TOY THEATRES/NIGHT LIGHTS
In these strange times I have now begun to make these toy theatre night lights. They have similarities with the paper toy theatres that were apparently popular with the Victorians. As a child I spent hours drawing figures and scenery for an illuminated toy theatre my Dad made for me. I think it was this that set me on a path towards Animation, and I’ve now returned to it in my dotage, having acquired a very nifty cutting machine! However these theatres aren’t really designed for performing little plays – they are decorative lights or night lights. The performers are easily replaced and repositioned, and the backdrops are equally easily changed, and this gives a great variety of ‘performance’ so that there can be a new ‘show’ whenever the theatre is used, so there is a play element to them. Of course, performers and backdrops can be made by the theatre’s owner as well!
THE TOY THEATRE ITSELF
The basic theatre is made from a sturdy 2mm cardstock. It is 6 inches (150mm) wide, 6.5 inches (165mm) high, and 2 inches (55mm) deep. It has fixed curtains, and a back panel with a back drop design. This panel slides upwards to give access to a sliding battery cover, which in turn gives access to the battery holder. The ‘lights’ are 3 volt Light Emitting Diodes (LEDs) which emit no heat. Two AAA batteries power them. There is no risk of either fire or electrocution! A slot between the back panel and the theatre body allows alternative backdrops to be simply slid in and out of place.
The figures are cut from heavy cardstock, range from 2 to 4 inches (50mm to 100mm) high, and are held upright and in place on the magnet receptive stage by small magnets. The stage itself is not magnetic. The magnets are strongly glued to the figures and given a protective coating. They are not easily separated from the figures, but it wouldn’t be advisable for someone to suck or chew them, so these theatres are not suitable for the very young!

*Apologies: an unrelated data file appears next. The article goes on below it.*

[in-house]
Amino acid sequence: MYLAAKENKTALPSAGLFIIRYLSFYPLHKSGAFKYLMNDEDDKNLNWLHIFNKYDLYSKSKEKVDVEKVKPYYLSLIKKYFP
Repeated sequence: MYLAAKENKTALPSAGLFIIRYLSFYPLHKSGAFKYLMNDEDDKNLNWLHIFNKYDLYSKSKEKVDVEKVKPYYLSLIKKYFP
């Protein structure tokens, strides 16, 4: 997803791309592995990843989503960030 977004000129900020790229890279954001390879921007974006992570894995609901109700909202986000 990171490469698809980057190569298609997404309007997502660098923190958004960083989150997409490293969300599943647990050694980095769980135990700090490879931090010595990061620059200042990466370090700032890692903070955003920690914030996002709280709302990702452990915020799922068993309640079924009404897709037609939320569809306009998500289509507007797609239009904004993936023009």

THE COUNTDOWN SET
I’ve made four sets of performers and characters. The first is a set of seven performers and three backdrops to make it possible to countdown seven nights until a significant day – perhaps a birthday, or the start of a holiday, or some anticipated party or festivity. All sets are stored in a box with two magnet receptive sides to help keep the figures separate and safe from each other, and a protective sheet of foam board. The colour of the foam board may vary. If the figures have managed to attach themselves to each other, they should be eased apart quite carefully so as not to twist or bend the figures.
THE PERFORMERS SET
The second is a set of eight performers (including a dancing Dodo and a Squirrel on stilts!)and three more backdrops. Single figures can perform in front of any backdrop (including the one on the back plate) or they may form a double act, or even a trio! The figures in this set can be used to ‘perform’ in front of the backdrop supplied in the Christmas set throughout the festive period. They can be combined with the figures in the Countdown set. There are a large number of possible variants, giving a different show every night!
THE CHRISTMAS COUNTDOWN SET
The third set is (inevitably!) a set of seven festive figures and a festive backdrop to count down seven sleeps until the great event! The figures from the Performers set can be used in conjunction with the festive back drop throughout the festive season.
JUGGLERS, DANCERS, AND ACROBATS
This set , again, has seven performers and three Backdrops, and might be considered a little ‘older’ than the other three!
I have made these theatres and figure sets available on Etsy for anyone wishing to purchase.
The link to the shop is:
As the social limitations imposed by the virus progress into the chill dark days of Autumn and Winter I will hopefully entertain myself by making more performers and more back drops, and perhaps even a variant or two on the design of the basic theatre itself. It’s quite a pleasant pastime, drawing and then printing, cutting multiple shapes, then gluing and assembling all the bits. In some ways it’s as complicated as hand drawing animation!
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